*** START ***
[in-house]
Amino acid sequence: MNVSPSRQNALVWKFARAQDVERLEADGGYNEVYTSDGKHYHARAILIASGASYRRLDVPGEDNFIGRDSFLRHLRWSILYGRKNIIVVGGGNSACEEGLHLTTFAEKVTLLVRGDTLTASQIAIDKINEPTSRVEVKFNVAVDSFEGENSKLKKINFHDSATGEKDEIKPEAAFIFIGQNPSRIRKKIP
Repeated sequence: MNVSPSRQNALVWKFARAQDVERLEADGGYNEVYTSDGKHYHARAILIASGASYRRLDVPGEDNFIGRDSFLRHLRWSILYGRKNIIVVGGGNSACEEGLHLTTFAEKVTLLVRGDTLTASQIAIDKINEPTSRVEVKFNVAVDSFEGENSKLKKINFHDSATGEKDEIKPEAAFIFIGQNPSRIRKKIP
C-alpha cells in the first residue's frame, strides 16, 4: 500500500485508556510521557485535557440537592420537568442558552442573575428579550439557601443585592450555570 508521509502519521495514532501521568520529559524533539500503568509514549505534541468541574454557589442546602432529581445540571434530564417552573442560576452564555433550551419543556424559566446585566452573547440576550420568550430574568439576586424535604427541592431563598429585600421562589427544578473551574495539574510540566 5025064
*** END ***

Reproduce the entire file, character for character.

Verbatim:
[in-house]
Amino acid sequence: MNVSPSRQNALVWKFARAQDVERLEADGGYNEVYTSDGKHYHARAILIASGASYRRLDVPGEDNFIGRDSFLRHLRWSILYGRKNIIVVGGGNSACEEGLHLTTFAEKVTLLVRGDTLTASQIAIDKINEPTSRVEVKFNVAVDSFEGENSKLKKINFHDSATGEKDEIKPEAAFIFIGQNPSRIRKKIP
Repeated sequence: MNVSPSRQNALVWKFARAQDVERLEADGGYNEVYTSDGKHYHARAILIASGASYRRLDVPGEDNFIGRDSFLRHLRWSILYGRKNIIVVGGGNSACEEGLHLTTFAEKVTLLVRGDTLTASQIAIDKINEPTSRVEVKFNVAVDSFEGENSKLKKINFHDSATGEKDEIKPEAAFIFIGQNPSRIRKKIP
C-alpha cells in the first residue's frame, strides 16, 4: 500500500485508556510521557485535557440537592420537568442558552442573575428579550439557601443585592450555570 508521509502519521495514532501521568520529559524533539500503568509514549505534541468541574454557589442546602432529581445540571434530564417552573442560576452564555433550551419543556424559566446585566452573547440576550420568550430574568439576586424535604427541592431563598429585600421562589427544578473551574495539574510540566 5025064